Our chicken waterer helps take the filth out of backyard chickens.


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I was really excited to read the book, just because I knew (or I hoped) it would rub me the wrong way. Remember when Joel Salatin encouraged us to read things that get our blood pressure up? :)

I ended up enjoying the chance to look at the more difficult side of homesteading. In my experience, a lot of people go into homesteading (or communal living) with a utopian view of how it will straighten out their lives and make everything better. I can understand why Agnew felt compelled to write about her failed attempt. Too often, the failures are simply too difficult and embarrassing to write about, so they don't come to light very often.

Granted, I don't think the failures on the early homesteads were exclusive to homesteaders, but reflected the larger conflicts that society was experiencing-- a new awareness of environmental issues, globalization, etc. Also, like you pointed out, many of the failures were personal and not much different than the personal issues that lead to divorce, bankruptcy, etc. in mainstream society today.

I was somewhat comforted by the tearing down of the myth of the perfect life of a homesteader. The good thing about it, from my perspective, is that she makes the point that changing your lifestyle isn't necessarily going to fix everything.

The book did make me a bit gloomy though. Especially the chapter on poverty. I suppose if I read this in the beginning instead of after a few years in, it would have been very discouraging.

Comment by Sara Fri Dec 28 11:36:33 2012

You're right: most of them were pseudo-hippies living in the Fantasyland of youthful liberalism. They were, for the most part, coddled suburbanites, partially educated at their fathers' expense, never having done an honest day's labor in their whole lives. Once introduced to reality, they quickly learned the value of conservative thinking in confronting the problems of the real world. Many, if not most, were part of a "commune" which involved not only the rigors of hard work, but also the problems of getting along with others. It would seem to me that a spirit of rugged individualism, not social dependence, is the trait needed most to successfuoly live the self-reliant lifestyle.

Even today, I compare many of those who procalim to be "living green" with the 9 yr old kids who try the great adventure of camping out in the tent in the backyard. They're imagining the wild, dangerous exposure, but know full well they can retreat to the safety of the house if a thunderstorm pops up.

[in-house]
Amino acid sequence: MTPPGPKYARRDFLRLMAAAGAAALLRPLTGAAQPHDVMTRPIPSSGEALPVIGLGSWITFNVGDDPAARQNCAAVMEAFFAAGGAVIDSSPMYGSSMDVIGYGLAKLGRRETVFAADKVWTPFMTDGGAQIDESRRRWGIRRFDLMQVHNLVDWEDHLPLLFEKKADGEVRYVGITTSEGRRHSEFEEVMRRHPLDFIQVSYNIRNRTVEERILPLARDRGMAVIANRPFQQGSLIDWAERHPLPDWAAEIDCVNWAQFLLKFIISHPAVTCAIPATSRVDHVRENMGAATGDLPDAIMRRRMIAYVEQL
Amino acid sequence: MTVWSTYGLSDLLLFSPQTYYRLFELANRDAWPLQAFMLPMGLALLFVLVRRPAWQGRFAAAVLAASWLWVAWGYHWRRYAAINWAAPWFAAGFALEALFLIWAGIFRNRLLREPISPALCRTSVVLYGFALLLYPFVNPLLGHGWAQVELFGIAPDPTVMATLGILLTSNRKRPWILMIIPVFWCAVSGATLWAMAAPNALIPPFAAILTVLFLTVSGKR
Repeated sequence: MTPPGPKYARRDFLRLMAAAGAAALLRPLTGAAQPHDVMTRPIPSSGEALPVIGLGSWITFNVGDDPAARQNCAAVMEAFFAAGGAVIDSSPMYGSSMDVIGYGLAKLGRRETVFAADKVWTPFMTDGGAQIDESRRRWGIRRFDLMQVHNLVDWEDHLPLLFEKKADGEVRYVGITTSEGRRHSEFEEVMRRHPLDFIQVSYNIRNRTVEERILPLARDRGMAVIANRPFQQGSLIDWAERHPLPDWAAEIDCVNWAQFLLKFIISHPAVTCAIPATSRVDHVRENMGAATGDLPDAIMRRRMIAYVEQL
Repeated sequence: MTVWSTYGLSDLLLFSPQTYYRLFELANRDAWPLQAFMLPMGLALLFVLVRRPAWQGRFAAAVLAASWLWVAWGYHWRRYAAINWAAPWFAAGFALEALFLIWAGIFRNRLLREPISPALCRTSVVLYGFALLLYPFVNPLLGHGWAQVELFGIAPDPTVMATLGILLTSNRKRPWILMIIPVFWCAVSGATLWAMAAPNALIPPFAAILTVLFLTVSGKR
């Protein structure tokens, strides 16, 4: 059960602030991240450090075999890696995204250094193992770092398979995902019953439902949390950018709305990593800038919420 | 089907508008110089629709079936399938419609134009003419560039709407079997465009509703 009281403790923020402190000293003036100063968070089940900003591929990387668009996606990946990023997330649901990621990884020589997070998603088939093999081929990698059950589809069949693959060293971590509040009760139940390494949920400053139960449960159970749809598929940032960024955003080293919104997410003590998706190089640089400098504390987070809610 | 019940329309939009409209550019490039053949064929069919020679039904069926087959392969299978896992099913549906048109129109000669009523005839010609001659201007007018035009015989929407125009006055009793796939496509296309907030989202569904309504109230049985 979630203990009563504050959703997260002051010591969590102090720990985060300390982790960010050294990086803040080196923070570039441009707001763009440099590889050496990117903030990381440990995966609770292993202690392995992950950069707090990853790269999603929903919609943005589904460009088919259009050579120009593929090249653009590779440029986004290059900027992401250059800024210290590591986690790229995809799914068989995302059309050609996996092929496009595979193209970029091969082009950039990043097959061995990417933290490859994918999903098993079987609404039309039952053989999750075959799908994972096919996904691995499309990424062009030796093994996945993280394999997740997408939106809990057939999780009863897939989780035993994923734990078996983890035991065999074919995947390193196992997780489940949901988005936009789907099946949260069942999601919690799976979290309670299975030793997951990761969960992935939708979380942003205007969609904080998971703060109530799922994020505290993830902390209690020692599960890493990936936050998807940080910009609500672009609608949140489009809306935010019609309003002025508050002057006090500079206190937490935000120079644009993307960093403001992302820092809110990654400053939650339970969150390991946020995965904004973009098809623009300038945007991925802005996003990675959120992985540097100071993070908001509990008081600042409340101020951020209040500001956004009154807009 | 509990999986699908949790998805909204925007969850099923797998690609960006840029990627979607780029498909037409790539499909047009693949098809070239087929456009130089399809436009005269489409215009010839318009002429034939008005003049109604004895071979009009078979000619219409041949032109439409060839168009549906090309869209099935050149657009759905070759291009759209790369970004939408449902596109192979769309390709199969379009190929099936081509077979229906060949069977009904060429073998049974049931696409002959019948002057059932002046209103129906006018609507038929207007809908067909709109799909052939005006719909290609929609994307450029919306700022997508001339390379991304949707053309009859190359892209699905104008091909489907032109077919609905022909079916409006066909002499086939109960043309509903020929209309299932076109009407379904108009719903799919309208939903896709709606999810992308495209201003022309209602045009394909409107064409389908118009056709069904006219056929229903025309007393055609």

Comment by doc Sun Dec 30 06:49:34 2012

During the time of the 1970's, much had happened in our society. We were young teenagers during this time, and the generation right in-front of us had that 'persistent - vile', to do it 'their way.' often, during those days those of us who were still being raised traditionally, (and missed the time of being in college during the time of Vietnam,) did not fully embrace those things. We continued to go on with our educations, and some of us lived in rural areas, knowing that the only way to have a better start was to progress more to the urban area. The '70's' group that did alot of this type of thing, also were not 'conditioned' much in knowing how 'physically challenging' that life could be in working the land and living this way. Much like the types' that were over there in the Asia part of the world, revolting, protesting, and rebelling. Well, it was such a turn of behavior, that some of what was stated early in the posts on this: was surely destined to fail. Living on a farm, ruraly, is hard work and it's a way of life. Many did not have clear maturity in some of these culture movements, and went in 'revolt' to mainstream society to prove something. And, so be it. However, being older now, currently my husband and I are moving to rural; still working the end of our careers in the urban area- building our world for retirement. We've already owned homes in other states, put away for rainy days, raised the children. And, with the maturity, challenges in life we have learned; as mature adults we hope to revive and sustain a 140 yr. old farmstead that has been in good shape. 'The Hippie culture', was all about free love too. If your going to survive in the 'wild', you must have personal and relationship committment totally and both have to agree what you really want in life and have a plan along the way as to how to accomplish it. Just thoughts to this, have not read the book but seems very interesting. Have cousins of that age group, and remember clearly as a pre-teen how that culture was, very vividly.

Comment by V&P Sat Mar 23 00:43:41 2013